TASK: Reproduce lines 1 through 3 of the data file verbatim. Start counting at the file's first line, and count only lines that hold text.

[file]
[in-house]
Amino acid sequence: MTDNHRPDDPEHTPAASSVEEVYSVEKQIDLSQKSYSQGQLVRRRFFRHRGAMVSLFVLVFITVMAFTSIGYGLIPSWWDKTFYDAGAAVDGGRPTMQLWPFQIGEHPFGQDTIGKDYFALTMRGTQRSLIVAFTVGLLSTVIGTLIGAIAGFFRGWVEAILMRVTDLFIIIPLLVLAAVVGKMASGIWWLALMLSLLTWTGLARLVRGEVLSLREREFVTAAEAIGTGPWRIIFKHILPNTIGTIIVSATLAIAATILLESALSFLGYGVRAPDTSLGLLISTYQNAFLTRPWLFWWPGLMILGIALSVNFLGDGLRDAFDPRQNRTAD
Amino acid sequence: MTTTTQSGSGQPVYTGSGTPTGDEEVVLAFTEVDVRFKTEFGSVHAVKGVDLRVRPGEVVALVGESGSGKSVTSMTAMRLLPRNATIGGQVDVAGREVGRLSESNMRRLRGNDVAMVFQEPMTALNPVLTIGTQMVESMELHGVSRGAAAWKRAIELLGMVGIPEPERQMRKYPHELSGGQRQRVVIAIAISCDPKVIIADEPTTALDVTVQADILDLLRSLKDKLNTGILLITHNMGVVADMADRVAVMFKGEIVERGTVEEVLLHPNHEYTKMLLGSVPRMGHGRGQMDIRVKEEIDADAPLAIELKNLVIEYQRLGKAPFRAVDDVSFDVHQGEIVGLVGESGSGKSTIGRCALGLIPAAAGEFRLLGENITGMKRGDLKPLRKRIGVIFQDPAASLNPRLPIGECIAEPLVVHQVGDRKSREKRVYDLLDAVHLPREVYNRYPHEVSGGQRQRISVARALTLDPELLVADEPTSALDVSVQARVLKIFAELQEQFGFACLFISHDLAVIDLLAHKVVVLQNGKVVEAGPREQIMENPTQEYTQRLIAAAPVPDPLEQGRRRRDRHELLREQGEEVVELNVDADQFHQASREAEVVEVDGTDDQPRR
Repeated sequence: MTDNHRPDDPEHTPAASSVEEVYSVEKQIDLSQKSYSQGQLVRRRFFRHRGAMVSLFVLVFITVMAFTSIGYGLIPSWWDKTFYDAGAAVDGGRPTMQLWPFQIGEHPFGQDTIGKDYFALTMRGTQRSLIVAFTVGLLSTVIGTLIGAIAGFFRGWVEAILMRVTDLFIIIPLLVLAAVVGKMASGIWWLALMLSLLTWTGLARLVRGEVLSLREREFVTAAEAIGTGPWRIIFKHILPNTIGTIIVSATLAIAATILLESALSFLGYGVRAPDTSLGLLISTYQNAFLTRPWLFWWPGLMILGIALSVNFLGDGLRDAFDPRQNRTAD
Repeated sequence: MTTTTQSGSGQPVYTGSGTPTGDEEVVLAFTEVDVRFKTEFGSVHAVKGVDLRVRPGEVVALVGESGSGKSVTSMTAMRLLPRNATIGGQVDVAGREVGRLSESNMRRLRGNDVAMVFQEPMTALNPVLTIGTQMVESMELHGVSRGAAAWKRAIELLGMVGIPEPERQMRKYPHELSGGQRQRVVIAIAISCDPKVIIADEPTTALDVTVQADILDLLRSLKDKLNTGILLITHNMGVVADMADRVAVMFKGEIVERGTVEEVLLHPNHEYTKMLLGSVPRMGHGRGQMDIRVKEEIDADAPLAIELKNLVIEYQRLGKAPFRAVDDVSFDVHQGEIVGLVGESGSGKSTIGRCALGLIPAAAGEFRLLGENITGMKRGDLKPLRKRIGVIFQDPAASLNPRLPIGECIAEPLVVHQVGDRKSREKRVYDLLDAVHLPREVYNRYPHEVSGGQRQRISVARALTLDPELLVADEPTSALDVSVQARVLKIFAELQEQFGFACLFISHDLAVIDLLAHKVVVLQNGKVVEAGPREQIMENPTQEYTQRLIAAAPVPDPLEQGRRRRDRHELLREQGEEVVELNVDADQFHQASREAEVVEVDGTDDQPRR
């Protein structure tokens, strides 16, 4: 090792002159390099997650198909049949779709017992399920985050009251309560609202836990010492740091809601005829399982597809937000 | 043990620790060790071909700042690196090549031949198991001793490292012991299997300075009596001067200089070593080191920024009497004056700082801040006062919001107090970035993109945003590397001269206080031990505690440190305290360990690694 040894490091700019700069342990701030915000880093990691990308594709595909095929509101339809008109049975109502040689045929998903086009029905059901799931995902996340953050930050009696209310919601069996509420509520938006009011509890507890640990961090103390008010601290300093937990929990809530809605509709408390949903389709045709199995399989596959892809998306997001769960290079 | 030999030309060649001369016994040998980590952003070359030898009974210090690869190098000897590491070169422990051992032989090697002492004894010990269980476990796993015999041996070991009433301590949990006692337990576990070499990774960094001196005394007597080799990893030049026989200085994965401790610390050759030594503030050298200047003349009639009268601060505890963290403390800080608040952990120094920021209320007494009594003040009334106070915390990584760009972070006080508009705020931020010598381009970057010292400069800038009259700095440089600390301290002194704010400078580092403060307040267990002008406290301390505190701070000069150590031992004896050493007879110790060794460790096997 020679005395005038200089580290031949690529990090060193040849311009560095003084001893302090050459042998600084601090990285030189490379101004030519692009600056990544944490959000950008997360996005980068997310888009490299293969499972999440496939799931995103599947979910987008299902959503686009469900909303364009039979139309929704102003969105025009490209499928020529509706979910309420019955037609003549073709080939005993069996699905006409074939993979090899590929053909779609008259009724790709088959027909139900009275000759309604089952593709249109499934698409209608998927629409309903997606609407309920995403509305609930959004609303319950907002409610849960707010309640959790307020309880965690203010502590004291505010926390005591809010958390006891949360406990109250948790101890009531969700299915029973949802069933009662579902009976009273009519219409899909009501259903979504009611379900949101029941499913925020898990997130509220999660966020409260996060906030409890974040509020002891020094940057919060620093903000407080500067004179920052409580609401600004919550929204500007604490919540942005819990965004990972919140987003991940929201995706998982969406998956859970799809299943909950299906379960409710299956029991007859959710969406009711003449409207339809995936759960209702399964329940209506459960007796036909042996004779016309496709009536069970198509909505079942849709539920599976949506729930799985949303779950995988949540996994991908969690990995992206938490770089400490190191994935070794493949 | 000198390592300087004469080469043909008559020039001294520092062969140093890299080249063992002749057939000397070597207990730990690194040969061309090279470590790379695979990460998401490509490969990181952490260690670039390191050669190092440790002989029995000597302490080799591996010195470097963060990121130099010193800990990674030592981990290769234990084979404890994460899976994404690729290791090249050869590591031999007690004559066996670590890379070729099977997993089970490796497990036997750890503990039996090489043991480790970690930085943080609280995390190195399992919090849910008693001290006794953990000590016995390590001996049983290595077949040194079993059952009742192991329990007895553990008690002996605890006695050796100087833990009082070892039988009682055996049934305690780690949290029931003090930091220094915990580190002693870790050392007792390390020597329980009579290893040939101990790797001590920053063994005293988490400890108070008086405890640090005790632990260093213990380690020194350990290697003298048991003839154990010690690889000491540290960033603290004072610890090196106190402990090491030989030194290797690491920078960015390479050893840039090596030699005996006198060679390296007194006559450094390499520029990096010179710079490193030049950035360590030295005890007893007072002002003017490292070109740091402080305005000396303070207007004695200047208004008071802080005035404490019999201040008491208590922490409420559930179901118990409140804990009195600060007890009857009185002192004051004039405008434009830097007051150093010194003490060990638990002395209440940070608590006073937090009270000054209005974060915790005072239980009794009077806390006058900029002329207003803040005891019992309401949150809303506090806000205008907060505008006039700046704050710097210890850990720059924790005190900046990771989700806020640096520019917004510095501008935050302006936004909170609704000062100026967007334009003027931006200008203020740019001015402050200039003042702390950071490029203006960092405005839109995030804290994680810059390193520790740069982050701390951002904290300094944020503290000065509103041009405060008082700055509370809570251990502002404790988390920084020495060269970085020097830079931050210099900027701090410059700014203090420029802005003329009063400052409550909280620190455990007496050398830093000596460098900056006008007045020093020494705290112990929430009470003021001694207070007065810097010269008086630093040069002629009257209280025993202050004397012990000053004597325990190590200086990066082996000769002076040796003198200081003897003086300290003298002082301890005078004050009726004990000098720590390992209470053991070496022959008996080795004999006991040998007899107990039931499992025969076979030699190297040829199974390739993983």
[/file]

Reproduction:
[in-house]
Amino acid sequence: MTDNHRPDDPEHTPAASSVEEVYSVEKQIDLSQKSYSQGQLVRRRFFRHRGAMVSLFVLVFITVMAFTSIGYGLIPSWWDKTFYDAGAAVDGGRPTMQLWPFQIGEHPFGQDTIGKDYFALTMRGTQRSLIVAFTVGLLSTVIGTLIGAIAGFFRGWVEAILMRVTDLFIIIPLLVLAAVVGKMASGIWWLALMLSLLTWTGLARLVRGEVLSLREREFVTAAEAIGTGPWRIIFKHILPNTIGTIIVSATLAIAATILLESALSFLGYGVRAPDTSLGLLISTYQNAFLTRPWLFWWPGLMILGIALSVNFLGDGLRDAFDPRQNRTAD
Amino acid sequence: MTTTTQSGSGQPVYTGSGTPTGDEEVVLAFTEVDVRFKTEFGSVHAVKGVDLRVRPGEVVALVGESGSGKSVTSMTAMRLLPRNATIGGQVDVAGREVGRLSESNMRRLRGNDVAMVFQEPMTALNPVLTIGTQMVESMELHGVSRGAAAWKRAIELLGMVGIPEPERQMRKYPHELSGGQRQRVVIAIAISCDPKVIIADEPTTALDVTVQADILDLLRSLKDKLNTGILLITHNMGVVADMADRVAVMFKGEIVERGTVEEVLLHPNHEYTKMLLGSVPRMGHGRGQMDIRVKEEIDADAPLAIELKNLVIEYQRLGKAPFRAVDDVSFDVHQGEIVGLVGESGSGKSTIGRCALGLIPAAAGEFRLLGENITGMKRGDLKPLRKRIGVIFQDPAASLNPRLPIGECIAEPLVVHQVGDRKSREKRVYDLLDAVHLPREVYNRYPHEVSGGQRQRISVARALTLDPELLVADEPTSALDVSVQARVLKIFAELQEQFGFACLFISHDLAVIDLLAHKVVVLQNGKVVEAGPREQIMENPTQEYTQRLIAAAPVPDPLEQGRRRRDRHELLREQGEEVVELNVDADQFHQASREAEVVEVDGTDDQPRR